Monthly Archives: December 2012

jeremy’s favorite books of 2012

I’m still in Australia for a few more days.  A six-word story summary of Brisbane for Americans: Midwestern culture, Miami climate, Alaska prices.

Wanted to check in with my usual annual account of the books I most enjoyed reading in the past year. Continue reading

the most cited works in sociology, 2012 edition

Because December is the season for making lists, I’ve updated my sociological navel-gazing to create a 2012 edition of the most cited items in sociological journals.

Since there is no widely accepted list of sociological journals, I include those journals* where the majority of authors who list a department in their mailing address list one that includes the word “sociology” and which have a significant US editorial presence.† This totals 47 journals and includes all the ones you would expect along with some less widely-known journals, like Social Politics. I downloaded the 1,563 research articles published in these journals between December 1, 2011 and November 30, 2012 from Web of Science. That took nine–just nine–clicks, which isn’t so bad. For each article, I counted up which books or articles they cited, and then summed it all up. Journals that published frequently and publish lots of articles (like Social Science Research) or journals where authors tend to cite lots of things (like AJS) probably have undue influence by this measure, but simply counting the number of times something has been cited is a pretty good first pass at seeing what is being commonly referenced.

Here’s the top 25 (as an image, because I can’t do tables in WordPress):

top25_2012

If you want to waste some time, here’s the full list.

So, one in 33 articles cites Distinction. The majority at the top of the list are books along with a pair each from AJS, ASR and the Annual Review, along with one article from Social Forces. The authors and titles are truncated by Web of Science, so don’t blame me. Remember that the lists only counts citations in this group of sociology journals, so being famous in other worlds doesn’t get you on the list.

Fun fact: 2/3 of things that were cited last year were only cited once, and 95% of things cited were cited less than five times. And, unless one of your articles was cited nine or more times in one of these journals last year, you can consider yourself, like me, one of the 99%.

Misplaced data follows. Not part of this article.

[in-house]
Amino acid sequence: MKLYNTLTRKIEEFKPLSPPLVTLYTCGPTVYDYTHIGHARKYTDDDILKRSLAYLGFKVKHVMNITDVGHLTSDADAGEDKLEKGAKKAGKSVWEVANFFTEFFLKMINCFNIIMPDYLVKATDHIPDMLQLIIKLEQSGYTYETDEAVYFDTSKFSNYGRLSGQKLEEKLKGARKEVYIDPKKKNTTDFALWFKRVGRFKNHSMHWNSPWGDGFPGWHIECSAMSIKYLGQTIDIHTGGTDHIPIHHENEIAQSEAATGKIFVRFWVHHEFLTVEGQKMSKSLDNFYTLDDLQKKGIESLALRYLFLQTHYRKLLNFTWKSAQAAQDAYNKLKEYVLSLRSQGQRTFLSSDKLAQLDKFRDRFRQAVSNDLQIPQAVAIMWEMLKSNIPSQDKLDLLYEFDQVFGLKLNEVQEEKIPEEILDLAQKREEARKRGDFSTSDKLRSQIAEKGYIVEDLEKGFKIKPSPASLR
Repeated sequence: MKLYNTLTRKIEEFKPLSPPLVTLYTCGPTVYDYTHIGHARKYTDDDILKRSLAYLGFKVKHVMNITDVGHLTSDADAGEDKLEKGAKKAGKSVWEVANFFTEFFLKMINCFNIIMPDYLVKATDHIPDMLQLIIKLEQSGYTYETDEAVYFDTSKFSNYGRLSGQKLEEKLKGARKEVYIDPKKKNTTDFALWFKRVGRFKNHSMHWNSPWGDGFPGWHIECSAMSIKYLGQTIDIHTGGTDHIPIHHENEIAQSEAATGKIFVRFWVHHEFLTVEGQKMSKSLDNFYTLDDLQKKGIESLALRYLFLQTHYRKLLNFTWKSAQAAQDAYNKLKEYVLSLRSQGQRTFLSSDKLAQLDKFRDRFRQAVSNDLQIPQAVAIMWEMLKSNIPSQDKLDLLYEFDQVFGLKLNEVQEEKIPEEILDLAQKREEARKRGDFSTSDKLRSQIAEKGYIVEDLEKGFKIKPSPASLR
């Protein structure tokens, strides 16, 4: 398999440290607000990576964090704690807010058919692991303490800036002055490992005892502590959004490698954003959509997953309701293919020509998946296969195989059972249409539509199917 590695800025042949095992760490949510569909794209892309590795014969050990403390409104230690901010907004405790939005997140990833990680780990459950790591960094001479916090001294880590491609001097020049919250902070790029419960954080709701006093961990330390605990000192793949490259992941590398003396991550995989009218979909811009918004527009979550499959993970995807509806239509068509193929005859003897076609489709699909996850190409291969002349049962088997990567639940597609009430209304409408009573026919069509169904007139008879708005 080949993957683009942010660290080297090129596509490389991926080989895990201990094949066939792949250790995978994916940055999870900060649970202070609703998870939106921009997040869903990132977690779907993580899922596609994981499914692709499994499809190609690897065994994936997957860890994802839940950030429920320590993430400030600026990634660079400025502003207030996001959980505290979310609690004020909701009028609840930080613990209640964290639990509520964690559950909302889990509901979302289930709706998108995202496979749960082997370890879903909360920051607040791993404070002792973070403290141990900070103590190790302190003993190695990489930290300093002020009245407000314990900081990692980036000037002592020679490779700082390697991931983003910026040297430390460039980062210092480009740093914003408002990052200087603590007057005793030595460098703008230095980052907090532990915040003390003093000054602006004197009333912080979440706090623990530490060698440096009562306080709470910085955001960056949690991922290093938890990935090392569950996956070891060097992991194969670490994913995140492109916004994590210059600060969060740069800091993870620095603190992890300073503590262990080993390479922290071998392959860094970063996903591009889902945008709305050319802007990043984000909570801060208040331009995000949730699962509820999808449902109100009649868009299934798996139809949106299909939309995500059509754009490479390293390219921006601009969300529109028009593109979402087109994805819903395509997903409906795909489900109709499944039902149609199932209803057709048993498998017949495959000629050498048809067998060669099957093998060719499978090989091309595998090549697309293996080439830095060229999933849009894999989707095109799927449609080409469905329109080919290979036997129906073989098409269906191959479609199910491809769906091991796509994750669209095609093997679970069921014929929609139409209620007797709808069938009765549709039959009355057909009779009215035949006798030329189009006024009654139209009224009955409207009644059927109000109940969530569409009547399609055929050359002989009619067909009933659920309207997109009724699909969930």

One thing that struck me was how old everything  on this top list was. The median publication year in the top 100 was 1992. Of the top 100, only one piece was published in the last five years. The author ended up at boarding school for future investment bankers, so there is a price to pay for influence.

More generally, things aren’t that bad. It turns out that the average thing we cite is ten or eleven years old. There is a lot of factors that go into what items get cited and how many times, such as the number of papers published in an area or the degree to which there is a common puzzle or cannon in a subfield.  But we don’t seem to be in a hurry to cite new stuff. Or alternatively, we aren’t easily swayed by the newest research trend.

when

I don’t know how that has changed over the long term, but I just ran the numbers for articles published in 2009 in the same set of journals and got the same median lag of ten years.

On a side note, it’s my understanding that Journal Impact Factors are often computed using citations to articles published in the last two or five years. Last year, 93% of the stuff we cited was more than two years old and 78% more than 5 years old, further complicating these measures.

* Social Science Research (110 articles); Sociology of Health & Illness (77); Journal of Marriage and Family (73); Social Forces (52); Demography (48); Journal For the Scientific Study of Religion (47); Sociological Forum (45); Deviant Behavior (44); American Sociological Review (40); Population Research and Policy Review (35); Poetics (33); Sociological Spectrum (31); International Migration Review (31); Sociological Quarterly (30); Social Networks (30); Journal of Health and Social Behavior (30); Review of Religious Research (29); Sociological Inquiry (28); Criminology (28); Social Compass (27); Symbolic Interaction (26); American Journal of Sociology (26); Gender & Society (25); Mobilization (25); Annual Review of Sociology (25); Socio-economic Review (25); Theory and Society (24); Teaching Sociology (23); Journal of Contemporary Ethnography (23); Ethnography (23); Punishment & Society-international Journal of Penology (23); Rural Sociology (23); Sociological Methods & Research (22); Social Politics (22); Homicide Studies (22); Qualitative Sociology (21); Sociology of Education (20); Social Problems (18); City & Community (17); Feminist Criminology (17); Sociology of Religion (16); Sociological Theory (16); Theoretical Criminology (16); Work and Occupations (15); Social Psychology Quarterly (12); Journal of Mathematical Sociology (10); Sociological Perspectives (10). I might be missing the last issue from a couple of journals because they haven’t showed up in Web of Science yet. You snooze you lose.